4. It's just a feeling though. I don't think you're being annoying at all. Give yourself a hug and try not to beat yourself up so much.
  5. Hi Becks, There's OCD at work again! You've cleaned the door handle - job done. That should be an end to it, and for your partner it is. However for you a liitle OCD voice keeps telling you it's not enough which generates the feeling that it's not clean. The feeling keeps you focused on an imagined risk and because you can't 'fix' the feeling it makes you feel stressed. First step is to acknowledge that the problem is a feeling of unease about potential risk rather than actual risk. Second step is to stop listening to the little voice telling you the risk is real because it feels unsafe. A combination of understanding the true nature of the problem and distracting yourself when the thoughts return usually works. Some people prefer to counter the worry thoughts by taking a 'so what' attitude and touch the handle without washing their hands, but I understand that at the moment that might be asking too much of you unless done immediately after the handle has been cleaned. Hating yourself because you're struggling isn't helping anybody. Accept that you're doing your best to get a grip on this by reaching out for advice to people who understand and give yourself a break if you find it takes a bit of time and practise to get to a place where you're more comfortable about ignoring these kind of feelings.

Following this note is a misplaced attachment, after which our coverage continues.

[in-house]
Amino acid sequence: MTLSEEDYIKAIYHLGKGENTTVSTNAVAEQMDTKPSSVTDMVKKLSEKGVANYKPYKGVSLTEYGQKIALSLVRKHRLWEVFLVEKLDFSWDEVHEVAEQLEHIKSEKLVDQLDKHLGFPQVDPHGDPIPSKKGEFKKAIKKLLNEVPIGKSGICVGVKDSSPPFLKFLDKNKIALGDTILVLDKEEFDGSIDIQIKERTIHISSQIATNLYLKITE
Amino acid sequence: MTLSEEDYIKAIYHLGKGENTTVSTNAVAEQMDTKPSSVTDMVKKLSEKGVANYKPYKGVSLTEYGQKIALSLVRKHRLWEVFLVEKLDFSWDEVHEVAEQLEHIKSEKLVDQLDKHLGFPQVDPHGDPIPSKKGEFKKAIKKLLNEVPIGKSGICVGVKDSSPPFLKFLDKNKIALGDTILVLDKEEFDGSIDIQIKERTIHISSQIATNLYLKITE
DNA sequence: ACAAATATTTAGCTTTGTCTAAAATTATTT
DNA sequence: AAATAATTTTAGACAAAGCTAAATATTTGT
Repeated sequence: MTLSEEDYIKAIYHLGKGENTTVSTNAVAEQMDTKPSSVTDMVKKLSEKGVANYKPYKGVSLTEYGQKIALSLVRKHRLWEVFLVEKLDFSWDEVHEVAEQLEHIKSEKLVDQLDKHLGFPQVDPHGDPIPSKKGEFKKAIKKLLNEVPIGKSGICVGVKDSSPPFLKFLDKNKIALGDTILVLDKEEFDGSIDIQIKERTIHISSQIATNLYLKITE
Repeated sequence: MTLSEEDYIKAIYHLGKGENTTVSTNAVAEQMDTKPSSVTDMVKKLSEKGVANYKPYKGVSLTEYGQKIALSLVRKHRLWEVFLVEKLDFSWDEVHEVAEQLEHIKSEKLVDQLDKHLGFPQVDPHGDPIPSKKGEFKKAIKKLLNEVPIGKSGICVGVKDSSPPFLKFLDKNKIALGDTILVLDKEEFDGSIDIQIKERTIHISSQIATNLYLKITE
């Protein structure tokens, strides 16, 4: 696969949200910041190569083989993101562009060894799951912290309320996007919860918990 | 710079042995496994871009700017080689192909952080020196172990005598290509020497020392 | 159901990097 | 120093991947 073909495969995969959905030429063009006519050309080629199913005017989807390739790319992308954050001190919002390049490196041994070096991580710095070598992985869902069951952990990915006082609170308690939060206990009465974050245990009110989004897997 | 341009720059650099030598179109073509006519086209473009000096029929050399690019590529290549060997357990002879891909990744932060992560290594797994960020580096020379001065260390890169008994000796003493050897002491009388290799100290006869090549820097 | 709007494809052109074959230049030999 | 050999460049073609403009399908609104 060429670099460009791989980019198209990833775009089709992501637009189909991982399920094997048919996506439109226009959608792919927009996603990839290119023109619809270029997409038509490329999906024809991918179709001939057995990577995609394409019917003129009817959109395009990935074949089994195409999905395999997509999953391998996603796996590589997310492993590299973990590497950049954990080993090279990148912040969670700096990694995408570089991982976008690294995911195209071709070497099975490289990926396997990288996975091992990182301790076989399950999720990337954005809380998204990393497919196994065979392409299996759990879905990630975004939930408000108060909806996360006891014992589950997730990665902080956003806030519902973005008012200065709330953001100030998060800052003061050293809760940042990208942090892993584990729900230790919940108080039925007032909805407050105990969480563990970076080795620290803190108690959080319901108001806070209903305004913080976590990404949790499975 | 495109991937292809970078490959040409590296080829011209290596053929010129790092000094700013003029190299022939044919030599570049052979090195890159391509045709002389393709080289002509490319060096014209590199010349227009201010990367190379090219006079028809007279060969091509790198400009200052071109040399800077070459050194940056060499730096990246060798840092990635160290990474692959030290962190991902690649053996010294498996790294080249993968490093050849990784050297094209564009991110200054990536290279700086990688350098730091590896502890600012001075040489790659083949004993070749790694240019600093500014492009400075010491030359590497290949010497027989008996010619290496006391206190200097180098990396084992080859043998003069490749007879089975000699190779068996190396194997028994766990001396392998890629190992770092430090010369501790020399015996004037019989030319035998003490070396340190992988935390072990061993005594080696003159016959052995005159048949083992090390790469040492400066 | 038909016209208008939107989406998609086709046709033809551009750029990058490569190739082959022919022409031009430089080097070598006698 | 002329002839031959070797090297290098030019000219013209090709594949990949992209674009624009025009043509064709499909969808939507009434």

6. Same way any of us come back from a lapse or relaspse. Accept we're on a learning curve, that nobody's perfect (and certainly not all the time! ) Mistakes and lapses are expected and are part of the overall journey to eventual recovery and wellbeing. So let it go. No further ruminating over what you've done - treat it as past/gone and start over. If you think you've not been a good friend to someone then aplogise to them for getting caught up in your worries for a bit, tell them you're going to try to be there for them more in future and follow up by being the kind of friend you want to be. Social media can be very compelling and its easy to get caught up in it. But any website or platform which encourages you to ruminate is a place to avoid. Totally different to OCD avoidance, this is simply refusing to get tied up in irrelevant people's personal opinions and discussions. Steer clear for your own health's sake.